Perspective from Youth


I can honestly say I’ve been a fan of the series since it first aired in 1987-89. I first saw the show when I was five or six (as I do the math). I remember my aunt introduced me to the show; she watched it religiously when it first aired, and I was captivated from the moment I saw it. Okay I was really captivated from the moment I saw HIM. That first episode was “Terrible Savior”. I remember the bridge scene where Vincent fell through the slats. I can’t really say what my impressions of the show were at that age. Fear was never one of them, adoration maybe, enchantment definitely. I do, however, remember going to bed that night repeating Vincent’s name in my head over and over again, afraid I would forget.  I didn’t remember watching the show much at home. My aunt taped the series though, and any time I got to visit I would end up glued to her TV watching the recorded episodes, usually back to back. I remember watching “Nor Iron Bars a Cage” and “Remember Love”. I was fascinated by that episode because I remember Mouse (who was my favorite) disappeared into a hole like the white rabbit and Vincent trying to go after him but finding a solid wall. I thought it was neat. I didn’t really pick up much on the plots of the episodes or the love story at that time. I remembered most of the action scenes, but I tuned out a lot of the conversations and ‘the boring parts’.  


I didn’t see the series again until I saw a commercial for the SciFi channel, and Vincent’s face flashed across the screen. It was only for a split second. Of course I recognized the series, and that half-second of clip was maddening, as I didn’t have the SciFi channel. However, I do remember sitting there waiting for that commercial to play again just for that one half-second, when I saw the face of an old friend I was certain was lost.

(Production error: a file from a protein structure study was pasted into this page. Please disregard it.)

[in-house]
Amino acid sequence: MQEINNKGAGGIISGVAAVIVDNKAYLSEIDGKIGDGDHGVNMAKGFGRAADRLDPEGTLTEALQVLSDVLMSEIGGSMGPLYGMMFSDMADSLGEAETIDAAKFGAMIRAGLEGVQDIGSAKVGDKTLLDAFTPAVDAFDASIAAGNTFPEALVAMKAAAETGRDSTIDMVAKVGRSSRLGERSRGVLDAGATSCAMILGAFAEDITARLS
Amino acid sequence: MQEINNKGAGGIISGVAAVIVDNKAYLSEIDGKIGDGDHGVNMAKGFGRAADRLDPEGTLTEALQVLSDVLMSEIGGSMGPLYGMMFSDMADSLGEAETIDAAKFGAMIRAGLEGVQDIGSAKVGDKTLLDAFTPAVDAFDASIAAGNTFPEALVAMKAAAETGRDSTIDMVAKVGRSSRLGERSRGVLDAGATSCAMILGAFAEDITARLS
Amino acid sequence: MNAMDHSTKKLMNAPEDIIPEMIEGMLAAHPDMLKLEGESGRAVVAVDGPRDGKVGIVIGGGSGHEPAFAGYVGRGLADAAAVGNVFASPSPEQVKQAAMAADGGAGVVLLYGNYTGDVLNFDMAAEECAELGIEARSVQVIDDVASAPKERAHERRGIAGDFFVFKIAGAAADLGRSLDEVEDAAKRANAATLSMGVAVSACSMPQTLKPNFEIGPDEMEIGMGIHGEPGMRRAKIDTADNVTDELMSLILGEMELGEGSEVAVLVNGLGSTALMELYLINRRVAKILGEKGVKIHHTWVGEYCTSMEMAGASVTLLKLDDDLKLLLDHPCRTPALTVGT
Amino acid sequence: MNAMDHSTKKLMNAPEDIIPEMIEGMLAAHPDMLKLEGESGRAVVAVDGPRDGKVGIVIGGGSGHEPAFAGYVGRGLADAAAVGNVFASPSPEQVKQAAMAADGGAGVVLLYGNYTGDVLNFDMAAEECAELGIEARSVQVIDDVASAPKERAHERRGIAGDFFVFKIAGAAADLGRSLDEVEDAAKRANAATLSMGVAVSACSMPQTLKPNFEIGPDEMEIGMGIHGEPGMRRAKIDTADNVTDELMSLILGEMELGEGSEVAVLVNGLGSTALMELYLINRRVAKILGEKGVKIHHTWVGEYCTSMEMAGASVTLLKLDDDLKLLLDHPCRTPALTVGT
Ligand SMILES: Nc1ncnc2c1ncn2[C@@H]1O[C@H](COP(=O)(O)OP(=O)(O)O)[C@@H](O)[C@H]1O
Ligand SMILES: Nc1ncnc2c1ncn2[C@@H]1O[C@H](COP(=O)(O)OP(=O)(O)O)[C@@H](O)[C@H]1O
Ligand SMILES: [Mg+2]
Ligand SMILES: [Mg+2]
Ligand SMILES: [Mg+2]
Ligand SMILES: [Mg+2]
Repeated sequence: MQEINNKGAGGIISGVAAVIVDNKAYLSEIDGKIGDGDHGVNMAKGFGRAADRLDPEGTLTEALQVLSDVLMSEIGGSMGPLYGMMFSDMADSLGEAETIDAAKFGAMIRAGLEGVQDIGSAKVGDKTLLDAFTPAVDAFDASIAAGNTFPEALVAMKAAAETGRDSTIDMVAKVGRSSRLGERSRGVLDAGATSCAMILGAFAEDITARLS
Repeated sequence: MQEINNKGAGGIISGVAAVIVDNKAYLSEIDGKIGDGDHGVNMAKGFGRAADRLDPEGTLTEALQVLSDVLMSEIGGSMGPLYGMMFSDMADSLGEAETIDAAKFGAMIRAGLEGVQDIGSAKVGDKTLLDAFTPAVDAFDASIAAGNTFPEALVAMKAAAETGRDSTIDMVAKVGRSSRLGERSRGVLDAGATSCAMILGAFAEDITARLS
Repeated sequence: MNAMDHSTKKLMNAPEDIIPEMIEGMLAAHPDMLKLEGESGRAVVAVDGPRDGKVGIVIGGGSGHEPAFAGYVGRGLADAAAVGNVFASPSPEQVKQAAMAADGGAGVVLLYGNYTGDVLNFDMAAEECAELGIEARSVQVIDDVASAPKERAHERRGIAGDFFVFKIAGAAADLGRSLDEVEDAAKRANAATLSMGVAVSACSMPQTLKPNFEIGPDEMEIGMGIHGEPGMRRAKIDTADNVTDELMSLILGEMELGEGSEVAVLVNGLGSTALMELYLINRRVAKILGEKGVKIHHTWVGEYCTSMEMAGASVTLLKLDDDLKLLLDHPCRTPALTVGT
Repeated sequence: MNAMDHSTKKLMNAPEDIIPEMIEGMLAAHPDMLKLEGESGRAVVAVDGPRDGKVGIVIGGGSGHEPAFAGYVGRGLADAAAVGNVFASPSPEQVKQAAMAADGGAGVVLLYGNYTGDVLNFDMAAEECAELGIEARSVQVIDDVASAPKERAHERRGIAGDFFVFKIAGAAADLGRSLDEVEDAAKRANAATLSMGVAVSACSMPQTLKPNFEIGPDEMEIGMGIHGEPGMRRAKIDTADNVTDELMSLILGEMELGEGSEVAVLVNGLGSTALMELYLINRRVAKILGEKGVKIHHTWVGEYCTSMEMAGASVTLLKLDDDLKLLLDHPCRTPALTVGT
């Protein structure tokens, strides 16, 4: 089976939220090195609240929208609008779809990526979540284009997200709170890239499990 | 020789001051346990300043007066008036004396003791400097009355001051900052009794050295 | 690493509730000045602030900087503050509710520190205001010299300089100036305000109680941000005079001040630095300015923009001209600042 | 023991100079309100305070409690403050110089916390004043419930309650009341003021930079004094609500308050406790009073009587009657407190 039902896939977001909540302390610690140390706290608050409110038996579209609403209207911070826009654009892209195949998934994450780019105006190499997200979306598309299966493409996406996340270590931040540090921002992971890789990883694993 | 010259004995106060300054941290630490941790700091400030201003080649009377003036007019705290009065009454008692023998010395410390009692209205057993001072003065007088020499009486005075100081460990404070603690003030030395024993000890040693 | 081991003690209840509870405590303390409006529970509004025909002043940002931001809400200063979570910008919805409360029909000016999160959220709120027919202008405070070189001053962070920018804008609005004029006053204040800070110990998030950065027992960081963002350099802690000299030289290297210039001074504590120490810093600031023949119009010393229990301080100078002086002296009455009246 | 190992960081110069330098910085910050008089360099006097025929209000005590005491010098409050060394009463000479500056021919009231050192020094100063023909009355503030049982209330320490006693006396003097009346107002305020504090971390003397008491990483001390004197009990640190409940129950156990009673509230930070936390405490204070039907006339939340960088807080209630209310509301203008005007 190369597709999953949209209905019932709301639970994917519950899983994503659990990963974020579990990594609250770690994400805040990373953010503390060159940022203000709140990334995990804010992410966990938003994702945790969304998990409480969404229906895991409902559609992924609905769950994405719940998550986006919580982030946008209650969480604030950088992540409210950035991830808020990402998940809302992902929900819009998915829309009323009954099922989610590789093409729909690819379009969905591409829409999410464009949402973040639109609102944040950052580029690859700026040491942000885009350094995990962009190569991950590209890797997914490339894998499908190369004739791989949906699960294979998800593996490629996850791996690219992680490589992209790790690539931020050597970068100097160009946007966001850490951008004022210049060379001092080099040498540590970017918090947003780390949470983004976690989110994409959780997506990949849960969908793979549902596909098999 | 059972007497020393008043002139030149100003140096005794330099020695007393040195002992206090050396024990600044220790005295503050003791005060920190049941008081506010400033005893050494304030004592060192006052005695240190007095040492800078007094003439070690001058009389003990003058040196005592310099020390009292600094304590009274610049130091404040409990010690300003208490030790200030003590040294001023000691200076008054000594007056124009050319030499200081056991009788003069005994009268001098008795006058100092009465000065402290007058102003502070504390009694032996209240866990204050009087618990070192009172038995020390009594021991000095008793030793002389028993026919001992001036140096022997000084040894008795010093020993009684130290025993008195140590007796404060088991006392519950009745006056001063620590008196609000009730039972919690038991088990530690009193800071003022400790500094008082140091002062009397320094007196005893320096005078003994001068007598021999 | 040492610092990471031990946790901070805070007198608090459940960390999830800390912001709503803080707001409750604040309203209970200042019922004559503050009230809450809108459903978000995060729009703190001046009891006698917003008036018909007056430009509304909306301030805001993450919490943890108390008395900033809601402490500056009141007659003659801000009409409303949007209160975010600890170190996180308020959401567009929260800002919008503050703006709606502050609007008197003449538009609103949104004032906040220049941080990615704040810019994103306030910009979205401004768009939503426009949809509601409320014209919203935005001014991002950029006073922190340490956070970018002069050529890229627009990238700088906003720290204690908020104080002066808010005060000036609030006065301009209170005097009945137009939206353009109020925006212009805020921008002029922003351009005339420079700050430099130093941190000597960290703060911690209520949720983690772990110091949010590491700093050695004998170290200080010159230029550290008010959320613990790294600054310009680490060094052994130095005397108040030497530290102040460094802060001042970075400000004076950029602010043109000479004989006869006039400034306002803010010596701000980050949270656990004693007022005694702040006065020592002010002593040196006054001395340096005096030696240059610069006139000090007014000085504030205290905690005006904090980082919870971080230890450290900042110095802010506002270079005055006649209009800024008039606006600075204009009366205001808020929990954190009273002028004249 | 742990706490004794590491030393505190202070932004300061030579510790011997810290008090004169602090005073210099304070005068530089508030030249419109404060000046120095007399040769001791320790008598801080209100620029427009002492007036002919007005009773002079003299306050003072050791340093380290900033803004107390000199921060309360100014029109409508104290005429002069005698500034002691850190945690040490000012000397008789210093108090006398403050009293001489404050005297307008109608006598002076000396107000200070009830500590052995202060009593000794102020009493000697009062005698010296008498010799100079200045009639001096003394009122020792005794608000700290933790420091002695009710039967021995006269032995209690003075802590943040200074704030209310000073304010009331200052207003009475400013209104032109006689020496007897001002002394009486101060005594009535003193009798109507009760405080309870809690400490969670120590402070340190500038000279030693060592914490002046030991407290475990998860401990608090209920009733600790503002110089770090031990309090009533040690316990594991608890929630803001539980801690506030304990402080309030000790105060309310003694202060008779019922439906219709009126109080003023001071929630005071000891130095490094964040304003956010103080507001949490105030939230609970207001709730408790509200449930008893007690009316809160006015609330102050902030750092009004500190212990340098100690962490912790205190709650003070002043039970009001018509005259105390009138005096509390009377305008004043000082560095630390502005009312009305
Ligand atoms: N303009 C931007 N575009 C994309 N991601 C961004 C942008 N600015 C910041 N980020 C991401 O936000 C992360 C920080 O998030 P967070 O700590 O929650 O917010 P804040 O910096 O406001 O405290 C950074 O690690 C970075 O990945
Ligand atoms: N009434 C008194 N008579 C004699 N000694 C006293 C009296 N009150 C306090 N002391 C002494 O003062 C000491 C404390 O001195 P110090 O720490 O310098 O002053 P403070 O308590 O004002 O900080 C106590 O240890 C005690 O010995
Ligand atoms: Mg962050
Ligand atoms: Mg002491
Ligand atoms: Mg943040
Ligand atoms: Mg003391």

Finally in junior high it aired on WGN. That was when I finally sunk my claws in. At first I watched it to see if I could find the episodes I remembered seeing, maybe it was nostalgia at first, but from that moment on I was hooked. I would run home every day to catch the last fifteen minutes or so of an episode, or even the last five. 3:00 in the afternoon was such an inconvenient time since it was a 45-minute trip home riding the bus, but I was completely addicted to every glimpse I could get. I started to look forward to days when I could claim illness just to watch a complete episode. 


What drew me to the show wasn’t its popularity, I didn’t have any friends who watched it or talked about it. It was the show itself, the world it created, and Vincent that called to me.  I was drawn to the acceptance I saw in the world below, for Vincent and all the other outcasts that were overlooked by society, yet a society within themselves, and a family. I was a quiet kid who got picked on a lot and felt invisible most of the time. The idea of being outcast, of watching from the shadows and never being let in, hit home. 


I remember trying to watch an episode with one of my friends and her saying, “Ew! I wouldn’t hug that thing.” I was shocked; to me Vincent had always been beautiful. He was a friend. But she didn’t see that. There went the tunnel door closing firmly in her face; I turned off the tape. I wouldn’t share my secret world with her; she wasn’t worthy of meeting Vincent, or of entering the world below.  So I watched it alone. 


Every episode I had a chance to tape I did. I watched one episode of third season and wasn’t able to catch any others before the series was canceled from WGN. So I searched Beauty and the Beast online to try and find another station that was playing my series, or to see if it had been moved to another time. It was only then I discovered Fandom. For the first time I realized I wasn’t alone in my love of the series. There were others out there who dreamed of tunnels and tapping and the warmth of candlelight, others who had fallen in love with the story of Vincent and Catherine and counted them as friends. Through Fandom I was able to stitch most of the lost pieces of the series together. More importantly I found acceptance in my love for a series, a love I no longer needed to hide.